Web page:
WATCH: South Korean health officials warn against viral ‘deep-fried toothpick’ trend

“Their safety has not been verified,” South Korea’s Ministry of Food and Drug Safety says

 This video shows green starch toothpicks being fried and seasoned. — Reuters via X/@hee_2458

South Korean health officials are warning the public not to eat deep-fried toothpicks after social media videos of the controversial practice sparked controversy.

“This is not a product to eat,” the East Asian country’s Ministry of Food and Drug Safety wrote in a recent public service announcement (PSA) posted on X, formerly known as Twitter.

“Their safety has not been verified,” it added.

The bizarre food trend involves frying oral hygiene accessories in oil, puffing and corkscrewing them like curly fries, as seen on viral TikTok, Instagram and YouTube videos, then adorned with powdered cheese and other seasonings, The New York Post reported.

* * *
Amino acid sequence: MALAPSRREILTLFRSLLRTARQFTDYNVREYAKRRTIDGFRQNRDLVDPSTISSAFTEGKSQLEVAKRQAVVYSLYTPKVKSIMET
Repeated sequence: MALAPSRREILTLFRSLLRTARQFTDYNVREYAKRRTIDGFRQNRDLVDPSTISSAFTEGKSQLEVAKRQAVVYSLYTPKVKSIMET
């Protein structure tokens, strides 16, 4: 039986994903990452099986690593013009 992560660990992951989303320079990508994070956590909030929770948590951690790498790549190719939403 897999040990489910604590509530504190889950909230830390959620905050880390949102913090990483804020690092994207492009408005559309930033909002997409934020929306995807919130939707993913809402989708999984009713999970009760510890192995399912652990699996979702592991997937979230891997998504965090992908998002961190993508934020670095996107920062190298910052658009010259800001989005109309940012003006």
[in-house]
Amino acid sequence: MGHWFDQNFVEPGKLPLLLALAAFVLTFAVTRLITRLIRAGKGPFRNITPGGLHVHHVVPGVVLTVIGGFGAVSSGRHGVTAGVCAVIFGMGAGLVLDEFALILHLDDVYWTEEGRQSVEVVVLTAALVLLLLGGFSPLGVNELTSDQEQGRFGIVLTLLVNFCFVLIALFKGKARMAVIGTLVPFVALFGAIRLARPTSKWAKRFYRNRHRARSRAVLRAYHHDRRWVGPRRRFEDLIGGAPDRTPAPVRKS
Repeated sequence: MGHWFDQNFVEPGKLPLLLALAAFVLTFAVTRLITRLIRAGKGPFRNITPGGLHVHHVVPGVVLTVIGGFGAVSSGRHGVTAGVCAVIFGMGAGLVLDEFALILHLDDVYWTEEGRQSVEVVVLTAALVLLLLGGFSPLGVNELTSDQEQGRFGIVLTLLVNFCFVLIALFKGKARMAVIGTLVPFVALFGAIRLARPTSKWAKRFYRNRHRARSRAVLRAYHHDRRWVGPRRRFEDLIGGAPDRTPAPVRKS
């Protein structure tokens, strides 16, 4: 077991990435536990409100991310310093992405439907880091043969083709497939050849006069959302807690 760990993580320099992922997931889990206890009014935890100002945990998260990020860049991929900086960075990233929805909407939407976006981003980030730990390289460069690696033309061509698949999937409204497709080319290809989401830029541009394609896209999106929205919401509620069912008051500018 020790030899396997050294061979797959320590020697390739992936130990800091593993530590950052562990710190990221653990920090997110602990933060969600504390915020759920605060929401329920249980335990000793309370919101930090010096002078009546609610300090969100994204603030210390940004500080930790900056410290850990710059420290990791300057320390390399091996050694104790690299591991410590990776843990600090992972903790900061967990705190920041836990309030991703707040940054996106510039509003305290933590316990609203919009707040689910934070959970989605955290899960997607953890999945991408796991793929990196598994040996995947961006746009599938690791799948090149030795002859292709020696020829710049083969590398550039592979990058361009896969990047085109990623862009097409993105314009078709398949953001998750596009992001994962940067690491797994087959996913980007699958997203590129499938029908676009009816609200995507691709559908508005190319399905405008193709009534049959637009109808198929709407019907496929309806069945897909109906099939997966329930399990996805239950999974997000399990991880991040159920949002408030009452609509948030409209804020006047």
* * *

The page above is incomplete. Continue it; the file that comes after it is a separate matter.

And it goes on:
One YouTube creator described their flavour similar to “rice cakes” in a video.

A person holds a “Fried green toothpick”, in Busan, South Korea, January 19, 2024, in this picture obtained from social media. — Reuters via X/@hee_2458

This practice might seem like a symptom of pica, a condition characterised by eating inedible objects.

However, toothpicks in South Korea are made using corn or potato starch mixed with sorbitol, a sugary alcohol found in fruits, which acts as a natural laxative.

It’s perfect for satisfying one’s sweet tooth, unlike toothpicks in the United States which are characterised by eating inedible objects.

These eco-friendly toothpicks are biodegradable and water-soluble, similar to dissolvable packing peanuts. The use of food colouring gives them a green hue, commonly used in South Korean restaurants to eat finger foods.

Health officials caution against consuming dental utensils, despite their eco-friendly attributes, as they have not been approved for human consumption.

The latest craze is part of a larger trend called “Mukbang videos,” in which gluttonous gastronauts eat excessive amounts of exotic foods for social media clout.

The Chinese government banned these hedonistic displays in 2021 to discourage food waste.

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